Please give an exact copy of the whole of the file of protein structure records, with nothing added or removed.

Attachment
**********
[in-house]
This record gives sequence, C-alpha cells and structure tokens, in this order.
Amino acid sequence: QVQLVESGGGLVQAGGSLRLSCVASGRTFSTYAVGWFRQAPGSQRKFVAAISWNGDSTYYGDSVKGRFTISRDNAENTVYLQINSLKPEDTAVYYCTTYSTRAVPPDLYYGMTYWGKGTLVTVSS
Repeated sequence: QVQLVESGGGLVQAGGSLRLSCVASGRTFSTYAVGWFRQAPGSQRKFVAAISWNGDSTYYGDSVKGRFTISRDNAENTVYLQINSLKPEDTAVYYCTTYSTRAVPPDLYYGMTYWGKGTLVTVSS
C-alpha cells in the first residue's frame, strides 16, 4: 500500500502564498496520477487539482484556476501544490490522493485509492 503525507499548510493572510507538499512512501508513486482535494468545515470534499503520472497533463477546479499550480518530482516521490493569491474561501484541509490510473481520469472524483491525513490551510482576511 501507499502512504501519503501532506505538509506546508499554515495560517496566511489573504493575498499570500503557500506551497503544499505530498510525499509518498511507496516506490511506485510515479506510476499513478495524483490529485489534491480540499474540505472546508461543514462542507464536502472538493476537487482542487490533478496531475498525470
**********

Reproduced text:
[in-house]
This record gives sequence, C-alpha cells and structure tokens, in this order.
Amino acid sequence: QVQLVESGGGLVQAGGSLRLSCVASGRTFSTYAVGWFRQAPGSQRKFVAAISWNGDSTYYGDSVKGRFTISRDNAENTVYLQINSLKPEDTAVYYCTTYSTRAVPPDLYYGMTYWGKGTLVTVSS
Repeated sequence: QVQLVESGGGLVQAGGSLRLSCVASGRTFSTYAVGWFRQAPGSQRKFVAAISWNGDSTYYGDSVKGRFTISRDNAENTVYLQINSLKPEDTAVYYCTTYSTRAVPPDLYYGMTYWGKGTLVTVSS
C-alpha cells in the first residue's frame, strides 16, 4: 500500500502564498496520477487539482484556476501544490490522493485509492 503525507499548510493572510507538499512512501508513486482535494468545515470534499503520472497533463477546479499550480518530482516521490493569491474561501484541509490510473481520469472524483491525513490551510482576511 501507499502512504501519503501532506505538509506546508499554515495560517496566511489573504493575498499570500503557500506551497503544499505530498510525499509518498511507496516506490511506485510515479506510476499513478495524483490529485489534491480540499474540505472546508461543514462542507464536502472538493476537487482542487490533478496531475498525470